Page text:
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Earlier this year, I chanced upon an interesting study by Gartner, listing the potential risks marketers could be facing in the near future. Changing consumer behaviours, organizational shifts and disruptive automation were highlighted as factors that could impact whole organizations.

Beyond such studies, the more oft quoted phrase is “customer is king”. This one phrase describes all the tests and trials organizations go through as they work hard to retain customers they acquire (e-commerce), battle it out in price wars (telecom), get aggressively digital (FMCG), personalize offerings (hotels) and offer value-added services (retail).

Why does this sound familiar to any HR professional? Because if you substitute “customer” for “talent”, I have just described exactly what any organization is also going through when it comes to talent – getting the attention of easily distracted candidates, battling it out to make the best or most optimal offers, engaging through digital channels, offering market leading benefits, providing personalized attention, and retaining more than hire!

Which is why, as HR leaders build strategy presentations for the future, it would be wise to add marketing tomes to their usual reading material besides making it a practice to observe and closely imbibe the tactics and mindsets of their marketing or product management colleagues.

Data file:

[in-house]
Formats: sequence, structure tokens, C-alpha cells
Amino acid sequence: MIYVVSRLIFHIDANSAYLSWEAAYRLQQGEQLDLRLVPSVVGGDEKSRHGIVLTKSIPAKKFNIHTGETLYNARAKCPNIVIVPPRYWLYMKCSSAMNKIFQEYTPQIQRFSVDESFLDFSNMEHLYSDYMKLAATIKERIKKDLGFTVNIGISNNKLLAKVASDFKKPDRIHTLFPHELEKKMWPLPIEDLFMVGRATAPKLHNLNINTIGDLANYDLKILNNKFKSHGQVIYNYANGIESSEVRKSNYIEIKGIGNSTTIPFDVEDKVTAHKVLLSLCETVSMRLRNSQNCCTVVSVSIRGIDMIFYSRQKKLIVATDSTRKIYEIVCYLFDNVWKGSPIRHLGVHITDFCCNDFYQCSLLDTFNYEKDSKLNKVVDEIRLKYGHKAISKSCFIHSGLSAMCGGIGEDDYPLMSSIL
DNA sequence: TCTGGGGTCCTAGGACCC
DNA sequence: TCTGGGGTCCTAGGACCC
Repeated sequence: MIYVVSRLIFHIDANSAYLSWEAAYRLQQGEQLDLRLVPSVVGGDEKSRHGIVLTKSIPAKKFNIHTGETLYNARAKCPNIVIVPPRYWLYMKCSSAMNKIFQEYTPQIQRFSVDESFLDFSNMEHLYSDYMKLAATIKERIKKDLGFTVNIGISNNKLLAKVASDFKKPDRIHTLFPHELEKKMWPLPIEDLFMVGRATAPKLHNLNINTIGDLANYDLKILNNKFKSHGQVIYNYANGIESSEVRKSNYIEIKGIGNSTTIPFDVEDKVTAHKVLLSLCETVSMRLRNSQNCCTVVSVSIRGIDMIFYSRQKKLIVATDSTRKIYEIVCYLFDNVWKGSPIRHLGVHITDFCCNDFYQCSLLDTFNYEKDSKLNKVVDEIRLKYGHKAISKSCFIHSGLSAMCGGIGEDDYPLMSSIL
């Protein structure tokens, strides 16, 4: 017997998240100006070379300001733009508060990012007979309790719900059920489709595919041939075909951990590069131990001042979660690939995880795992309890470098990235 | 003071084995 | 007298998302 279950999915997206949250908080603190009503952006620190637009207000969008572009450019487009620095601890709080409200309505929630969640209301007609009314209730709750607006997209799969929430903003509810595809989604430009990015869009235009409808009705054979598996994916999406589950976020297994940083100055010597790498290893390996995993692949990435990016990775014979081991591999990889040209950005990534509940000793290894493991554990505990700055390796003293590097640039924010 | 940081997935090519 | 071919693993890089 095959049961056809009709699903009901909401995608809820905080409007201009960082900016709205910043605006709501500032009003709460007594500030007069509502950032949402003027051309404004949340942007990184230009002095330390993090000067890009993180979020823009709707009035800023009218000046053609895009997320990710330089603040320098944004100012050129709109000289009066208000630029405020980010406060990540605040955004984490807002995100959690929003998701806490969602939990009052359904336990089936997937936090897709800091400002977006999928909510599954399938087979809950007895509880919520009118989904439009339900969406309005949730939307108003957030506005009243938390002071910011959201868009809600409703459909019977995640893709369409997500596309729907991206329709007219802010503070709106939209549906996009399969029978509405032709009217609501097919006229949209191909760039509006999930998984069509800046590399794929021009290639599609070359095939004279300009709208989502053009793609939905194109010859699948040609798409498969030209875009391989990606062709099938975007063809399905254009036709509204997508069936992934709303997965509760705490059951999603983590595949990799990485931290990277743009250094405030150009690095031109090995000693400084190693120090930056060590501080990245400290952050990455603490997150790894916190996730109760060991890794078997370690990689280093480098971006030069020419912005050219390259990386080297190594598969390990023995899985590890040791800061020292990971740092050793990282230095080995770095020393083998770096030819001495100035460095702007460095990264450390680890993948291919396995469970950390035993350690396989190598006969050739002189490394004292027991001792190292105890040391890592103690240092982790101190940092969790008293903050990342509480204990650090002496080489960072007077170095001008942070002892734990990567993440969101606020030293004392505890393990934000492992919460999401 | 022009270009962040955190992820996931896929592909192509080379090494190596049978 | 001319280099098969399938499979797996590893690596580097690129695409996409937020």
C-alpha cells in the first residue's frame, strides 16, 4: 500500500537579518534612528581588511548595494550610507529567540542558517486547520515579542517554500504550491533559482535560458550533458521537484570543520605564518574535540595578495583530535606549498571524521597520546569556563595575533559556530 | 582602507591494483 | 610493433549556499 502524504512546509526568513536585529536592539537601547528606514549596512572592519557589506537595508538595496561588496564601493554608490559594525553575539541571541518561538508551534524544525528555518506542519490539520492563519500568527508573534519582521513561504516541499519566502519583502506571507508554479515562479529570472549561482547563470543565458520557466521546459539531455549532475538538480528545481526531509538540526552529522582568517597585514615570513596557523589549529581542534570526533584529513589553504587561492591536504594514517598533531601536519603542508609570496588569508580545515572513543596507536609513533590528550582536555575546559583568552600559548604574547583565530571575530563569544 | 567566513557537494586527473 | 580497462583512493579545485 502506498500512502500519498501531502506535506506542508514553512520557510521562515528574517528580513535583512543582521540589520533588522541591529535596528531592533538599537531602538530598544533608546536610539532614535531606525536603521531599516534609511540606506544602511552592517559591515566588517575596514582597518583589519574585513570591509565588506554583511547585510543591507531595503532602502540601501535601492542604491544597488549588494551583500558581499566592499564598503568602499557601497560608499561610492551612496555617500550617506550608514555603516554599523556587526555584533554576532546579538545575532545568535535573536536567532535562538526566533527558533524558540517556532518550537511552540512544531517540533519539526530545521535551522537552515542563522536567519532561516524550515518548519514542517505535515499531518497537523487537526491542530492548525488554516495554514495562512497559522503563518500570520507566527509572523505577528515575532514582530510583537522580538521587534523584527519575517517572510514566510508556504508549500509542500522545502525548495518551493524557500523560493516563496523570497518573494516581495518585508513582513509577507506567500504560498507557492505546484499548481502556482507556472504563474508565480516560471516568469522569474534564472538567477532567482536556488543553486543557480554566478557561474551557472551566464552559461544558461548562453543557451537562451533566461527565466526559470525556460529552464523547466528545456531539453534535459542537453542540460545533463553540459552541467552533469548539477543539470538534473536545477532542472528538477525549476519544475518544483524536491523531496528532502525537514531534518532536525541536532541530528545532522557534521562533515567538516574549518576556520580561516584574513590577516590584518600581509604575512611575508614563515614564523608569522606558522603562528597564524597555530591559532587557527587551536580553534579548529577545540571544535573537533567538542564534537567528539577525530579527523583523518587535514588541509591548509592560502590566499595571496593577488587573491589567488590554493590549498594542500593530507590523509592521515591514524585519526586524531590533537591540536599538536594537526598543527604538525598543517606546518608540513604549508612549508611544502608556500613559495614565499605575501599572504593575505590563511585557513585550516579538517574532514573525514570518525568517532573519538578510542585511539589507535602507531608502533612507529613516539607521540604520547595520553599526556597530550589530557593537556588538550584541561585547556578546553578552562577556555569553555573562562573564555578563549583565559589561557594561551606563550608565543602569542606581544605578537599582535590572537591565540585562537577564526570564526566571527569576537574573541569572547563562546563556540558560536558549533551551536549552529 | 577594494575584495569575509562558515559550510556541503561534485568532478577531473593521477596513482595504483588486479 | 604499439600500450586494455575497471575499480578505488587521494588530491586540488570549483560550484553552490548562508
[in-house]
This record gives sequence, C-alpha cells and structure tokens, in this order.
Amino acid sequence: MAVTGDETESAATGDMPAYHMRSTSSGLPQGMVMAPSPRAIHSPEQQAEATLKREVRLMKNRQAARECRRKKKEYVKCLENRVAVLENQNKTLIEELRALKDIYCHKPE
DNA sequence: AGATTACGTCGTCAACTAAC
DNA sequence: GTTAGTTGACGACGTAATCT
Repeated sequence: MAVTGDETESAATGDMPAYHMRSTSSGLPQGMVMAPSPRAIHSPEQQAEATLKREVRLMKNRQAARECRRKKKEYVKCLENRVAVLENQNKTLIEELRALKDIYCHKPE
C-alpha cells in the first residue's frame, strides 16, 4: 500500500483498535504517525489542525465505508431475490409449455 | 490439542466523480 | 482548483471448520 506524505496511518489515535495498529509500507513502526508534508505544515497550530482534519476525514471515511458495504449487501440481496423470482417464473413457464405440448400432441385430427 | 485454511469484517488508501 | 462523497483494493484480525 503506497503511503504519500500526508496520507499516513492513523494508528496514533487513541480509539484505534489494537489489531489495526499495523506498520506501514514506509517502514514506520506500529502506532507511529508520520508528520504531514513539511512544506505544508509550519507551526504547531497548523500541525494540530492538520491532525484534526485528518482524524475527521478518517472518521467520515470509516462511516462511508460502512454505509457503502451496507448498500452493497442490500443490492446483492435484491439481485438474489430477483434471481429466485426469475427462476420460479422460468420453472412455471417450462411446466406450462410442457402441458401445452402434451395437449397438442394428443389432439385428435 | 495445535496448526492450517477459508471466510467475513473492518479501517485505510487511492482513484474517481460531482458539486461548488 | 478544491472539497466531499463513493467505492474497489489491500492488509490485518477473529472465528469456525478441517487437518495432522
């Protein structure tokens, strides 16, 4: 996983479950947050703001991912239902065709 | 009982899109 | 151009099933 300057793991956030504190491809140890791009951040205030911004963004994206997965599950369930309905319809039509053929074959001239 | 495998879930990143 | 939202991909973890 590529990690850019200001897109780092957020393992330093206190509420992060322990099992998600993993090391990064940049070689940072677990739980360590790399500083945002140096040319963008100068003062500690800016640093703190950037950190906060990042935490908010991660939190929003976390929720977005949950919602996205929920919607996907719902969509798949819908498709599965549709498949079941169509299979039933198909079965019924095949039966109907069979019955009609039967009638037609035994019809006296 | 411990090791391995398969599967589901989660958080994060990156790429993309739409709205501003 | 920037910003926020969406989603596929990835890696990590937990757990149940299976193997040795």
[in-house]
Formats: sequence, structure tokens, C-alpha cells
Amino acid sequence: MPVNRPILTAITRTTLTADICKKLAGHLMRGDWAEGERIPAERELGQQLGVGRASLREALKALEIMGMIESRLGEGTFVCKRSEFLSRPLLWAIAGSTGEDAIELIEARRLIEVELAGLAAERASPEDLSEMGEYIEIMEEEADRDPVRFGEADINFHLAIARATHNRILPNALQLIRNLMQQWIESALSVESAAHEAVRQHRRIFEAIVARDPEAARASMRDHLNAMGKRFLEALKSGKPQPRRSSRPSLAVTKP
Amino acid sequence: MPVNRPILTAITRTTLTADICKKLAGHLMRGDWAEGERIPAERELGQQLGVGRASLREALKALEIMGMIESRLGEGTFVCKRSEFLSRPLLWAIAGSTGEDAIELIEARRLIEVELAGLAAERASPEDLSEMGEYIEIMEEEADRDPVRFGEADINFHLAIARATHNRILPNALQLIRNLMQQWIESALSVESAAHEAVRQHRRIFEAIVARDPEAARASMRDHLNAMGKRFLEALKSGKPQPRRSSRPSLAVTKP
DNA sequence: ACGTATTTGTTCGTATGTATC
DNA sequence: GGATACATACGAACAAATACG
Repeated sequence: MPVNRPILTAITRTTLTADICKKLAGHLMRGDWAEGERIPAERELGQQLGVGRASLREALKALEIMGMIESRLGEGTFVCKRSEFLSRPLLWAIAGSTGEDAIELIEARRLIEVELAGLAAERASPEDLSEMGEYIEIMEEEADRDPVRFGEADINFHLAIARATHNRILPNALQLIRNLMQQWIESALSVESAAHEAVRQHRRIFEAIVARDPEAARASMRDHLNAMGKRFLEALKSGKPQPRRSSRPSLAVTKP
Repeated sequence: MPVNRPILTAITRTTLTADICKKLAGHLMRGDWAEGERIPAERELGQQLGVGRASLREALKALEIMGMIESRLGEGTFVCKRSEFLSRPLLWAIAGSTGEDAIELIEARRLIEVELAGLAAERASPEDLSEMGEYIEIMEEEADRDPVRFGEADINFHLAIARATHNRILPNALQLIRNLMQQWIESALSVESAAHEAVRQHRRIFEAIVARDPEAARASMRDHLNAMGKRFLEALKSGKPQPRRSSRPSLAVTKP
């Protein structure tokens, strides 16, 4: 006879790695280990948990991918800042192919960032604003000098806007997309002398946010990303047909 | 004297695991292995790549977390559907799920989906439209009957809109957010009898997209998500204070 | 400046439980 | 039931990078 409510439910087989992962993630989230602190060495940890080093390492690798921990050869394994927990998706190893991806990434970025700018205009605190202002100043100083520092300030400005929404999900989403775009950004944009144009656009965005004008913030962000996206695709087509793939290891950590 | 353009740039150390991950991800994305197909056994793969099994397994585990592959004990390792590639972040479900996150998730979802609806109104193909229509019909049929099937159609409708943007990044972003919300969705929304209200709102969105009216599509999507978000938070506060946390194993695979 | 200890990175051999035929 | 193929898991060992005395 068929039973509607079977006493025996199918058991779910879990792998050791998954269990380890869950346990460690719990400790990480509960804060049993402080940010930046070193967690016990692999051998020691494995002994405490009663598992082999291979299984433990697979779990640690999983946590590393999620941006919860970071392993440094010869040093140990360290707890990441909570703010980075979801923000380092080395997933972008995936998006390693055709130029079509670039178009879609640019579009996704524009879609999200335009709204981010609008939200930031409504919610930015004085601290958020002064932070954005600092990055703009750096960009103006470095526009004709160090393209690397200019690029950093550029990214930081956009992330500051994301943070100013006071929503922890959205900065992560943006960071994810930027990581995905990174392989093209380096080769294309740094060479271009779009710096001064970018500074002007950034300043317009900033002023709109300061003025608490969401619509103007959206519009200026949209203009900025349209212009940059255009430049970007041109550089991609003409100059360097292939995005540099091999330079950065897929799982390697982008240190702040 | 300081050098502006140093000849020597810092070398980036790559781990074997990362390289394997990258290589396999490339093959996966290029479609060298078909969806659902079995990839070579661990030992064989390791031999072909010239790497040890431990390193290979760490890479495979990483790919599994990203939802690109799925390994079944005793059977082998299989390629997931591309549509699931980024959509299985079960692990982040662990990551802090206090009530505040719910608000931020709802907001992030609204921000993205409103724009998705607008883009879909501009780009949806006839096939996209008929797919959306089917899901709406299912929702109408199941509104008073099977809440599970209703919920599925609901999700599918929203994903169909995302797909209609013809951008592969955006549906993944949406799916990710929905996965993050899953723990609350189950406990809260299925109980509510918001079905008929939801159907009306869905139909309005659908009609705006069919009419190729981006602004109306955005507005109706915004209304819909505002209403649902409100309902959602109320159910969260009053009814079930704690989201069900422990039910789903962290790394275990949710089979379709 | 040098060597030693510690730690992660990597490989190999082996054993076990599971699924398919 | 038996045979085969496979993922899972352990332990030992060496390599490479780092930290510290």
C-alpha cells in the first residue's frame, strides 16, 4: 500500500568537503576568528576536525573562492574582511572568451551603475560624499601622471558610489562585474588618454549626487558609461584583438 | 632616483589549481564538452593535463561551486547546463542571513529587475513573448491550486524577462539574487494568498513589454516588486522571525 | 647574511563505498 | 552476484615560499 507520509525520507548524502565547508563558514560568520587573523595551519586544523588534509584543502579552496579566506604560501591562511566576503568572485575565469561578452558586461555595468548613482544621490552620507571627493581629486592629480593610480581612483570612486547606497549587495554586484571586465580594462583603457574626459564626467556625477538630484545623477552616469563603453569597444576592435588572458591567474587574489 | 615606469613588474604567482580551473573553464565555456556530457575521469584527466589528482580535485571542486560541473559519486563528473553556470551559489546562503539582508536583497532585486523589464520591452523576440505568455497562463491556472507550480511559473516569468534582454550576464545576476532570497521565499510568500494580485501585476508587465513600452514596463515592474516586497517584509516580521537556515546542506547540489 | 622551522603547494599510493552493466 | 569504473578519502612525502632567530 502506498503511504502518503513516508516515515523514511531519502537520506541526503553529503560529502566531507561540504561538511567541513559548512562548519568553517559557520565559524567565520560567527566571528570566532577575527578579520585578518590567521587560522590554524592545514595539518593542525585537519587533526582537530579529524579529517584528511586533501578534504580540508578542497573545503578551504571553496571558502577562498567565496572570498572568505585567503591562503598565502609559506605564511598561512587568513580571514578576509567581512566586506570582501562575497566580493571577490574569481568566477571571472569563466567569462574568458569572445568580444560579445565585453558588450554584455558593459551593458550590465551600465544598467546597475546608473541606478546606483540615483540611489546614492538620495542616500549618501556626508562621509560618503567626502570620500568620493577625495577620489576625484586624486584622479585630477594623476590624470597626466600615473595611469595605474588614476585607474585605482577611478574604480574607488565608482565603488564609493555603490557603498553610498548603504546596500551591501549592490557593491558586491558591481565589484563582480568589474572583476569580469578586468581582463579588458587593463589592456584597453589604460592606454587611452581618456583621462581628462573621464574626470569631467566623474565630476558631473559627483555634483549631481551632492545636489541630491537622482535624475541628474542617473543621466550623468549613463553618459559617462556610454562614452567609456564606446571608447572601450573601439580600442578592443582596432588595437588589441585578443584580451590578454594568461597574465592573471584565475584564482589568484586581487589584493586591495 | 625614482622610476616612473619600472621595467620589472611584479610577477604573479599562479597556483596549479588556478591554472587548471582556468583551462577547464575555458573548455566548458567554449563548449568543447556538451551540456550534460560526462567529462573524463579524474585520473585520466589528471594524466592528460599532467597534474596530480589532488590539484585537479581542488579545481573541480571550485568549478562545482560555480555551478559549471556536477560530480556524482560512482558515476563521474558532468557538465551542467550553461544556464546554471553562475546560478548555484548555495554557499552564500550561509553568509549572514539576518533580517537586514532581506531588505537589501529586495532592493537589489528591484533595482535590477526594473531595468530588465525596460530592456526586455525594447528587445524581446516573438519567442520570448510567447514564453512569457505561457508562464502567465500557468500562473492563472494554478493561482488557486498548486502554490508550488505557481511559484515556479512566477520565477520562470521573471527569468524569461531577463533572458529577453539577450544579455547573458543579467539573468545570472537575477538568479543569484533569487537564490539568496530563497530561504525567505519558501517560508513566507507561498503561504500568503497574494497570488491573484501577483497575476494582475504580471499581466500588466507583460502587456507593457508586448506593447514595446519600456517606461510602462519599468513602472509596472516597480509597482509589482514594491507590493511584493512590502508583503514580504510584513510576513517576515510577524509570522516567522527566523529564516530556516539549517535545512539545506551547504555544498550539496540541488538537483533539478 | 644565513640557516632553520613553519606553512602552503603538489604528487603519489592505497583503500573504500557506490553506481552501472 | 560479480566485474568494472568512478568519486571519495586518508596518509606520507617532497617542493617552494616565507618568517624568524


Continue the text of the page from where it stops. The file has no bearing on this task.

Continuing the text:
Yes, it’s time that HR reinvented itself as a Marketing function.

Because marketing can make or break your brand. Tracing history, from the home grown Hamara Bajaj campaigns to the Amul girl, or the Cadburys and the Vodafone branding, – companies have leveraged effective marketing to build iconic brands that have stood the test of time and shifting preferences of our customers. Similarly, organizations ranging from Indian conglomerates like the Tatas, to the global ones like GE to new-age companies like Airbnb, have used very similar strategies to build a unique culture and employee loyalty. Think Marico’s Uncommon Sense campaign and what it did to attract the right talent and achieve business growth.

To get started, it’s probably time to go back to what can be easily considered a bible for the marketing function, something that all B-school students are thoroughly familiar with – Philip Kotler’s 4 Ps (now seven) of marketing.

The 4 Ps